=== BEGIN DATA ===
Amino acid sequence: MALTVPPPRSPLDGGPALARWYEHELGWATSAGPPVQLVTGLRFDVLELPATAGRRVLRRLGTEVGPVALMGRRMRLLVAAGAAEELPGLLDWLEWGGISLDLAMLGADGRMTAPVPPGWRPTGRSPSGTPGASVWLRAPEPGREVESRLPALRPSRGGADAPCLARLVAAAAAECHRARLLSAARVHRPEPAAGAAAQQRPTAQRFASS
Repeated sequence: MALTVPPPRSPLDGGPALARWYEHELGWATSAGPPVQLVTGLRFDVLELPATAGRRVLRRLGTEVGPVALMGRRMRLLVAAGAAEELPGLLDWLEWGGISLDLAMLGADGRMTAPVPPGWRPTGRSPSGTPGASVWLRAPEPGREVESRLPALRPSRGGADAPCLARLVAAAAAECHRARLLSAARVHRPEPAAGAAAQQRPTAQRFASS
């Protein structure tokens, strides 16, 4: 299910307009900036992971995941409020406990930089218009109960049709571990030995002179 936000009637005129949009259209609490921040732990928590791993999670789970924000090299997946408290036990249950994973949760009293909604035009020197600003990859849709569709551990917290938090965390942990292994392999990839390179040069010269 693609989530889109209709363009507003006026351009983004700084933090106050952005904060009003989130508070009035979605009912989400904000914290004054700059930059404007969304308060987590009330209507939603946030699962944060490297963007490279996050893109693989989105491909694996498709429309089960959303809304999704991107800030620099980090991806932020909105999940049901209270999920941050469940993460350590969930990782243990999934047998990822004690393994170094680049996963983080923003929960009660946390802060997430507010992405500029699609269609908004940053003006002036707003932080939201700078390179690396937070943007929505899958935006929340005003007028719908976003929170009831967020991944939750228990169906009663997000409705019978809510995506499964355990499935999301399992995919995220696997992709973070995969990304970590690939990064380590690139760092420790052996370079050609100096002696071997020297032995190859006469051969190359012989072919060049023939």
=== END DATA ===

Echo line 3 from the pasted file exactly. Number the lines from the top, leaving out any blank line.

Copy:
């Protein structure tokens, strides 16, 4: 299910307009900036992971995941409020406990930089218009109960049709571990030995002179 936000009637005129949009259209609490921040732990928590791993999670789970924000090299997946408290036990249950994973949760009293909604035009020197600003990859849709569709551990917290938090965390942990292994392999990839390179040069010269 693609989530889109209709363009507003006026351009983004700084933090106050952005904060009003989130508070009035979605009912989400904000914290004054700059930059404007969304308060987590009330209507939603946030699962944060490297963007490279996050893109693989989105491909694996498709429309089960959303809304999704991107800030620099980090991806932020909105999940049901209270999920941050469940993460350590969930990782243990999934047998990822004690393994170094680049996963983080923003929960009660946390802060997430507010992405500029699609269609908004940053003006002036707003932080939201700078390179690396937070943007929505899958935006929340005003007028719908976003929170009831967020991944939750228990169906009663997000409705019978809510995506499964355990499935999301399992995919995220696997992709973070995969990304970590690939990064380590690139760092420790052996370079050609100096002696071997020297032995190859006469051969190359012989072919060049023939």